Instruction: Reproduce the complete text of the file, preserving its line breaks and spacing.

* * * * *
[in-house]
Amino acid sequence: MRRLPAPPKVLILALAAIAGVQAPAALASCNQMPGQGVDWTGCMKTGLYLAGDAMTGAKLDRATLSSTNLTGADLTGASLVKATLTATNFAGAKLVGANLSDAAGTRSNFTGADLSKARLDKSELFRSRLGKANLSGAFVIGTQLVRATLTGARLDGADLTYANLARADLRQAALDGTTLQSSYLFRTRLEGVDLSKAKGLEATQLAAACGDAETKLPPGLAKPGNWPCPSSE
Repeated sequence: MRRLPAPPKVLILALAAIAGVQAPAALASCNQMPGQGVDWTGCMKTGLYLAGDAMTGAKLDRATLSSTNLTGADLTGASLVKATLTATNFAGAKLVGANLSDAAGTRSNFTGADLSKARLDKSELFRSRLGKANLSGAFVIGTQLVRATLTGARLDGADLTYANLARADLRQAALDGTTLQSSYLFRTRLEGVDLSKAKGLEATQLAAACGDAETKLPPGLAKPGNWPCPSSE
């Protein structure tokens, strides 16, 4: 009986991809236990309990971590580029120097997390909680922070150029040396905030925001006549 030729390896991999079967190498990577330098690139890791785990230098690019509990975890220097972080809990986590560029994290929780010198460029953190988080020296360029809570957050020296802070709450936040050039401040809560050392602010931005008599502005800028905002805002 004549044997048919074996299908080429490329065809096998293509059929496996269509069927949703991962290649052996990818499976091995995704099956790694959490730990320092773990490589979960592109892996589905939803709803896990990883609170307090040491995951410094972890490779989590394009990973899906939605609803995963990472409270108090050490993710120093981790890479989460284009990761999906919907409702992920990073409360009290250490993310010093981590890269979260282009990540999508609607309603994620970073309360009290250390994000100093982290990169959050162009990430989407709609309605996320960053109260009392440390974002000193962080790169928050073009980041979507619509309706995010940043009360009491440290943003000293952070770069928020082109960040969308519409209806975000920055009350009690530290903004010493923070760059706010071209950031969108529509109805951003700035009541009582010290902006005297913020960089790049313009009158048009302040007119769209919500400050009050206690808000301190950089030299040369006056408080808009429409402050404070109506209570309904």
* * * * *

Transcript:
[in-house]
Amino acid sequence: MRRLPAPPKVLILALAAIAGVQAPAALASCNQMPGQGVDWTGCMKTGLYLAGDAMTGAKLDRATLSSTNLTGADLTGASLVKATLTATNFAGAKLVGANLSDAAGTRSNFTGADLSKARLDKSELFRSRLGKANLSGAFVIGTQLVRATLTGARLDGADLTYANLARADLRQAALDGTTLQSSYLFRTRLEGVDLSKAKGLEATQLAAACGDAETKLPPGLAKPGNWPCPSSE
Repeated sequence: MRRLPAPPKVLILALAAIAGVQAPAALASCNQMPGQGVDWTGCMKTGLYLAGDAMTGAKLDRATLSSTNLTGADLTGASLVKATLTATNFAGAKLVGANLSDAAGTRSNFTGADLSKARLDKSELFRSRLGKANLSGAFVIGTQLVRATLTGARLDGADLTYANLARADLRQAALDGTTLQSSYLFRTRLEGVDLSKAKGLEATQLAAACGDAETKLPPGLAKPGNWPCPSSE
């Protein structure tokens, strides 16, 4: 009986991809236990309990971590580029120097997390909680922070150029040396905030925001006549 030729390896991999079967190498990577330098690139890791785990230098690019509990975890220097972080809990986590560029994290929780010198460029953190988080020296360029809570957050020296802070709450936040050039401040809560050392602010931005008599502005800028905002805002 004549044997048919074996299908080429490329065809096998293509059929496996269509069927949703991962290649052996990818499976091995995704099956790694959490730990320092773990490589979960592109892996589905939803709803896990990883609170307090040491995951410094972890490779989590394009990973899906939605609803995963990472409270108090050490993710120093981790890479989460284009990761999906919907409702992920990073409360009290250490993310010093981590890269979260282009990540999508609607309603994620970073309360009290250390994000100093982290990169959050162009990430989407709609309605996320960053109260009392440390974002000193962080790169928050073009980041979507619509309706995010940043009360009491440290943003000293952070770069928020082109960040969308519409209806975000920055009350009690530290903004010493923070760059706010071209950031969108529509109805951003700035009541009582010290902006005297913020960089790049313009009158048009302040007119769209919500400050009050206690808000301190950089030299040369006056408080808009429409402050404070109506209570309904």